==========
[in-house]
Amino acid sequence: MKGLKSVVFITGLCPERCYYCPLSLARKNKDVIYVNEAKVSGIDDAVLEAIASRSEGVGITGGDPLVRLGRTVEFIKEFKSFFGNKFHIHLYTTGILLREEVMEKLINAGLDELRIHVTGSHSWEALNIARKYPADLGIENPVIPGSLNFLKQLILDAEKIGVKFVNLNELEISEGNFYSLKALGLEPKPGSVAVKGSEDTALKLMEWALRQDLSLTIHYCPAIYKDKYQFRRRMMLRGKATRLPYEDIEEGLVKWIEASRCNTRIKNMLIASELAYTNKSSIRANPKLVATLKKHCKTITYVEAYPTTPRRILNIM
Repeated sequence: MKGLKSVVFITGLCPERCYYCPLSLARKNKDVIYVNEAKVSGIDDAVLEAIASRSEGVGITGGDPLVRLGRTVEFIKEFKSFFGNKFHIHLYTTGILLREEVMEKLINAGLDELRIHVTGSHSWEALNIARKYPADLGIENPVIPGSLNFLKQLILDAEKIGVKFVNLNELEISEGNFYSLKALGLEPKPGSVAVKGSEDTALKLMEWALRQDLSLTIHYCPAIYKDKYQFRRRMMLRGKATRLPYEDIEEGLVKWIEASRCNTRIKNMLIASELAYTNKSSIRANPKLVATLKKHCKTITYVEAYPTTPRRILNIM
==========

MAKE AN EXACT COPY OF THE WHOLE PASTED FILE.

[in-house]
Amino acid sequence: MKGLKSVVFITGLCPERCYYCPLSLARKNKDVIYVNEAKVSGIDDAVLEAIASRSEGVGITGGDPLVRLGRTVEFIKEFKSFFGNKFHIHLYTTGILLREEVMEKLINAGLDELRIHVTGSHSWEALNIARKYPADLGIENPVIPGSLNFLKQLILDAEKIGVKFVNLNELEISEGNFYSLKALGLEPKPGSVAVKGSEDTALKLMEWALRQDLSLTIHYCPAIYKDKYQFRRRMMLRGKATRLPYEDIEEGLVKWIEASRCNTRIKNMLIASELAYTNKSSIRANPKLVATLKKHCKTITYVEAYPTTPRRILNIM
Repeated sequence: MKGLKSVVFITGLCPERCYYCPLSLARKNKDVIYVNEAKVSGIDDAVLEAIASRSEGVGITGGDPLVRLGRTVEFIKEFKSFFGNKFHIHLYTTGILLREEVMEKLINAGLDELRIHVTGSHSWEALNIARKYPADLGIENPVIPGSLNFLKQLILDAEKIGVKFVNLNELEISEGNFYSLKALGLEPKPGSVAVKGSEDTALKLMEWALRQDLSLTIHYCPAIYKDKYQFRRRMMLRGKATRLPYEDIEEGLVKWIEASRCNTRIKNMLIASELAYTNKSSIRANPKLVATLKKHCKTITYVEAYPTTPRRILNIM